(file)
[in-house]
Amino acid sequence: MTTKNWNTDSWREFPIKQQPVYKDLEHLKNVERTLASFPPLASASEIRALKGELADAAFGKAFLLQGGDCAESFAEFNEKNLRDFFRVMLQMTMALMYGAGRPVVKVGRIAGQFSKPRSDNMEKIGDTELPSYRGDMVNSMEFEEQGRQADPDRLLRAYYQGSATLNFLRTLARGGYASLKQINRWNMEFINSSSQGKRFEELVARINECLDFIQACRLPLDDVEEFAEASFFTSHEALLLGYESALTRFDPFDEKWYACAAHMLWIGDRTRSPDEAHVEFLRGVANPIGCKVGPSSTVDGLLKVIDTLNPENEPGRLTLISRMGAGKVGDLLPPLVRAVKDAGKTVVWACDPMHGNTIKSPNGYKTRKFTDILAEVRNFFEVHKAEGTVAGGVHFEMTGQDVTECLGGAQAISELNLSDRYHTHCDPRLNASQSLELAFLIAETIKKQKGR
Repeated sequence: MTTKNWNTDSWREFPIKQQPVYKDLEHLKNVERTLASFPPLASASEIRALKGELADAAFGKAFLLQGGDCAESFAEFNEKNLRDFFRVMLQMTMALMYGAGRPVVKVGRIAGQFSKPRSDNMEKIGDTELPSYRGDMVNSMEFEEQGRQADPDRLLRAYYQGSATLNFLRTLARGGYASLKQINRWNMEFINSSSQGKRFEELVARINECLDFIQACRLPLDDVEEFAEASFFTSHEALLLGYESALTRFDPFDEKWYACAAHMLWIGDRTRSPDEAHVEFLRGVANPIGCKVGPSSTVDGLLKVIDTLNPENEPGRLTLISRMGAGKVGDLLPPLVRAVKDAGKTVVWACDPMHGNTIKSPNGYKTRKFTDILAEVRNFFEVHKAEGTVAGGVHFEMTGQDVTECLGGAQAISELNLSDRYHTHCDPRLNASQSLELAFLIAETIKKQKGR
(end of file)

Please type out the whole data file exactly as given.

[in-house]
Amino acid sequence: MTTKNWNTDSWREFPIKQQPVYKDLEHLKNVERTLASFPPLASASEIRALKGELADAAFGKAFLLQGGDCAESFAEFNEKNLRDFFRVMLQMTMALMYGAGRPVVKVGRIAGQFSKPRSDNMEKIGDTELPSYRGDMVNSMEFEEQGRQADPDRLLRAYYQGSATLNFLRTLARGGYASLKQINRWNMEFINSSSQGKRFEELVARINECLDFIQACRLPLDDVEEFAEASFFTSHEALLLGYESALTRFDPFDEKWYACAAHMLWIGDRTRSPDEAHVEFLRGVANPIGCKVGPSSTVDGLLKVIDTLNPENEPGRLTLISRMGAGKVGDLLPPLVRAVKDAGKTVVWACDPMHGNTIKSPNGYKTRKFTDILAEVRNFFEVHKAEGTVAGGVHFEMTGQDVTECLGGAQAISELNLSDRYHTHCDPRLNASQSLELAFLIAETIKKQKGR
Repeated sequence: MTTKNWNTDSWREFPIKQQPVYKDLEHLKNVERTLASFPPLASASEIRALKGELADAAFGKAFLLQGGDCAESFAEFNEKNLRDFFRVMLQMTMALMYGAGRPVVKVGRIAGQFSKPRSDNMEKIGDTELPSYRGDMVNSMEFEEQGRQADPDRLLRAYYQGSATLNFLRTLARGGYASLKQINRWNMEFINSSSQGKRFEELVARINECLDFIQACRLPLDDVEEFAEASFFTSHEALLLGYESALTRFDPFDEKWYACAAHMLWIGDRTRSPDEAHVEFLRGVANPIGCKVGPSSTVDGLLKVIDTLNPENEPGRLTLISRMGAGKVGDLLPPLVRAVKDAGKTVVWACDPMHGNTIKSPNGYKTRKFTDILAEVRNFFEVHKAEGTVAGGVHFEMTGQDVTECLGGAQAISELNLSDRYHTHCDPRLNASQSLELAFLIAETIKKQKGR